Storing NSAttributedString with UIImage in Core Data

I have recently worked on solving a bug in a simple note-taking app. It allowed the user to save notes that could contain text together with images. The app was built using Core Data and there was a bug where notes that contained images were not saved properly. When the notes were later retrieved, the images were missing and only text was present.

Converting NSAttributedString to NSData and vice versa

To display the note content the app was using a UITextView and its attributedText property which is an NSAttributedString. Since Core Data doesn’t support storing an NSAttributedString, the content had to be converted to NSData before saving:

extension NSData {
    func toAttributedString() -> NSAttributedString? {
        let data = Data(referencing: self)
        let options : [NSAttributedString.DocumentReadingOptionKey: Any] = [
            .documentType: NSAttributedString.DocumentType.rtfd,
            .characterEncoding: String.Encoding.utf8

        return try? NSAttributedString(data: data,
                                       options: options,
                                       documentAttributes: nil)

Later, that value would be converted back from NSData to NSAttributedString:

extension NSAttributedString {
    func toNSData() -> NSData? {
        let options : [NSAttributedString.DocumentAttributeKey: Any] = [
            .documentType: NSAttributedString.DocumentType.rtfd,
            .characterEncoding: String.Encoding.utf8

        let range = NSRange(location: 0, length: length)
        guard let data = try? data(from: range, documentAttributes: options) else {
            return nil

        return NSData(data: data)

Note that during conversion the documentType has to be rtfd. It is a rich text format document that supports attachments which in our case are images.

Adding images

We will use a UIImagePickerController to pick an image from photo library and add the image to the attributed text using NSTextAttachment. When the user picks an image a delegate method in UIImagePickerControllerDelegate will get called:

func imagePickerController(_ picker: UIImagePickerController, didFinishPickingMediaWithInfo info: [UIImagePickerController.InfoKey : Any]) {
        picker.dismiss(animated: true, completion: nil)

    guard let image = info[.originalImage] as? UIImage,

        // scale the image to fit the textView frame
        let scaledImage = image.resized(toWidth: self.textView.frame.size.width),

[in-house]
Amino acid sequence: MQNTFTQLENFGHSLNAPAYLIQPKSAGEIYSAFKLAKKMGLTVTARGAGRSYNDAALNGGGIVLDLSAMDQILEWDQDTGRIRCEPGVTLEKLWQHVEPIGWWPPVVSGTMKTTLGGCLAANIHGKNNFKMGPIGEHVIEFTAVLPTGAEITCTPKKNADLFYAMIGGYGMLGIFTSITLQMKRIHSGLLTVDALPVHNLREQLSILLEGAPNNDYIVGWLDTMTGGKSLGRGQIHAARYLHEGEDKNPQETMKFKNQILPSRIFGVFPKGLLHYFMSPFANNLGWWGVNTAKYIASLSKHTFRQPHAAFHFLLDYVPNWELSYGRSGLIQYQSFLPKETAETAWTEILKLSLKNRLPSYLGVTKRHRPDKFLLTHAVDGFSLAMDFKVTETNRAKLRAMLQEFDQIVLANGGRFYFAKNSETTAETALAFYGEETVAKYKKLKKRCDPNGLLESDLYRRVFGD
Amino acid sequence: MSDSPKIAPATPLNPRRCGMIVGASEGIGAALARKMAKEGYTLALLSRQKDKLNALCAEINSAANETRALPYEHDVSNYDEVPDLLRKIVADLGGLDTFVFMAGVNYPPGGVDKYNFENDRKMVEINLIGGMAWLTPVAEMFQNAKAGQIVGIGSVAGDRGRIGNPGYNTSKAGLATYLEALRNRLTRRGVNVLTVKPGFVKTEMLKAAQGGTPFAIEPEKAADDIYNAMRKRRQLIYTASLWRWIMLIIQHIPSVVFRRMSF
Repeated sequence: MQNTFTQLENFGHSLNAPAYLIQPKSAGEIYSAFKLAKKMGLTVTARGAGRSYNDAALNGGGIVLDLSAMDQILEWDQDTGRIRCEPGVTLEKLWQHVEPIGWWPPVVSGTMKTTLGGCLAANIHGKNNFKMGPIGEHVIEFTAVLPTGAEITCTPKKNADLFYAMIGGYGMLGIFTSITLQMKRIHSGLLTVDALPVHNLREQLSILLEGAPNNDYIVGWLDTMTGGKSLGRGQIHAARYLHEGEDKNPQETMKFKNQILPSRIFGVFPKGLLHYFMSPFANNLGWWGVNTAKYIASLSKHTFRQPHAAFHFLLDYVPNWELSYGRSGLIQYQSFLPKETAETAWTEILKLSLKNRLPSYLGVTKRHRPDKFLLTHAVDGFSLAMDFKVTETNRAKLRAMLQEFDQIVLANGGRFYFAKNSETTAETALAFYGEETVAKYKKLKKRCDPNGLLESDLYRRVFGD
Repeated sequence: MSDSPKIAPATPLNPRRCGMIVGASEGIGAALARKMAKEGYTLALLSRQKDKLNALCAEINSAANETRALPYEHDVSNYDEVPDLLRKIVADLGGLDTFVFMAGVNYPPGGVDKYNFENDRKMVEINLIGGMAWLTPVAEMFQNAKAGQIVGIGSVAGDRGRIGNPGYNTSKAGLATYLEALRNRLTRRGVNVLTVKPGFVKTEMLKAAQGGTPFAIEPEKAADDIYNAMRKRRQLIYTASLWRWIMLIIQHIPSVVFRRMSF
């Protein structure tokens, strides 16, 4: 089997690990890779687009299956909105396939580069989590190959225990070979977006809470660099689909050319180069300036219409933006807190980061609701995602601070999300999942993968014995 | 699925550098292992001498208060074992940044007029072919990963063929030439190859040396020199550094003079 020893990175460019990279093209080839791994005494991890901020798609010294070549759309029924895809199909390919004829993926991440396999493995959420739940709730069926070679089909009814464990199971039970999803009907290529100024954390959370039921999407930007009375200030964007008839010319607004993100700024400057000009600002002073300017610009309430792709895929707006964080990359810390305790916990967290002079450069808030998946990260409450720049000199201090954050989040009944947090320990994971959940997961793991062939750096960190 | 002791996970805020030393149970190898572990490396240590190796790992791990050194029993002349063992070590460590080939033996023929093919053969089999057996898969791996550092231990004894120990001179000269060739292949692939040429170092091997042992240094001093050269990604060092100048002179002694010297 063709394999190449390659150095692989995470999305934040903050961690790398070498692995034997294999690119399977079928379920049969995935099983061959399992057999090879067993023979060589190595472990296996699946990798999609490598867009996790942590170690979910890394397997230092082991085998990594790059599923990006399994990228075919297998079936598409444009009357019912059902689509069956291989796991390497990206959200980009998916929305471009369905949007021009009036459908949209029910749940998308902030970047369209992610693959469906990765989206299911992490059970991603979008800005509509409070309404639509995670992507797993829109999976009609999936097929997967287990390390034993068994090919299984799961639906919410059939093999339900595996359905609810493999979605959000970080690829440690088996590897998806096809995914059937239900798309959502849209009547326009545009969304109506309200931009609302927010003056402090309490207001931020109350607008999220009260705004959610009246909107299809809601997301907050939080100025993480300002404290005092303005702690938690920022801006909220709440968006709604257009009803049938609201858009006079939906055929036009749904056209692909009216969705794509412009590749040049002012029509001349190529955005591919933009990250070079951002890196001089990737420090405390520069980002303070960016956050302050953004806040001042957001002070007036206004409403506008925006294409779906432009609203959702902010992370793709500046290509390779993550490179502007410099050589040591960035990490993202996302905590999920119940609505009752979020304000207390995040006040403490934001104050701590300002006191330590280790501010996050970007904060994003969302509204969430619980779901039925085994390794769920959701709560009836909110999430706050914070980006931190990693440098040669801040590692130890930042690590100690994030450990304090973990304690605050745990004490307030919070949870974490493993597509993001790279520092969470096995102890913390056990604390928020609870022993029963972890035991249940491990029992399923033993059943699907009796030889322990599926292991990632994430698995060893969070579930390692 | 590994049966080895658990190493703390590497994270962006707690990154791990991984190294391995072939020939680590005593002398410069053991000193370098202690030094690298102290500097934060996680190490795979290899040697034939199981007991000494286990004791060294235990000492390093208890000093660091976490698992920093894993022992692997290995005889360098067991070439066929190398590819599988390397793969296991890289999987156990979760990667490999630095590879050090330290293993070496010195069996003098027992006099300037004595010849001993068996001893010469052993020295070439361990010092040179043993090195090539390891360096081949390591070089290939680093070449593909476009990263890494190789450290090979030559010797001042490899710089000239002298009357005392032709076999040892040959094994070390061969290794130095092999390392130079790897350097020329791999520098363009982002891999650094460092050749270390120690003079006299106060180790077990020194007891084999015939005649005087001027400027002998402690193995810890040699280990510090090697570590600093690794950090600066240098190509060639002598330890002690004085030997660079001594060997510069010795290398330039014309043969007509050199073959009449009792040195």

// encode the image in base64
        let encodedImageString = scaledImage.pngData()?.base64EncodedString(),

        // create an attributed string by embedding the encoded image in HTML
        let attributedString = NSAttributedString(base64EndodedImageString: encodedImageString) else {

    // append the image to the attributed text in the textView
    let attributedText = NSMutableAttributedString(attributedString: textView.attributedText)
    textView.attributedText = attributedText

Image resizing

We have to resize the image to fit the textView frame size using the custom resized(toWidth:) method on UIImage:

extension UIImage {
    func resized(toWidth width: CGFloat) -> UIImage? {
        let height = CGFloat(ceil(width / size.width * size.height))
        let canvasSize = CGSize(width: width, height: height)
        UIGraphicsBeginImageContextWithOptions(canvasSize, false, scale)
        defer { UIGraphicsEndImageContext() }
        draw(in: CGRect(origin: .zero, size: canvasSize))
        return UIGraphicsGetImageFromCurrentImageContext()

Creating an NSAttributedString using an encoded image

The most straightforward way of adding a UIImage to NSAttributedString is by using the NSTextAttachment:

let attachment = NSTextAttachment()
attachment.image = image
let attributedString = NSAttributedString(attachment: attachment)

Unfortunately, this approach causes a bug when converting the attributed string into NSData where the image gets removed during the conversion process. So I had to find another way of doing it. Fortunately, using HTML to add the image to the attributed string doesn’t cause the aforementioned bug. We only need to add the Base64 encoded image to the <img> tag:

extension NSAttributedString {
    convenience init?(base64EndodedImageString encodedImageString: String) {
        var html = """
        <!DOCTYPE html>
            <img src="data:image/png;base64,\(encodedImageString)">
        let data = Data(html.utf8)
        let options: [NSAttributedString.DocumentReadingOptionKey : Any] = [
            .documentType: NSAttributedString.DocumentType.html,
            .characterEncoding: String.Encoding.utf8.rawValue
        try? self.init(data: data, options: options, documentAttributes: nil)

It’s interesting to note that NSTextAttachment is used internally when the attributed string is created this way. This can be easily inspected by using the po command in the debugger.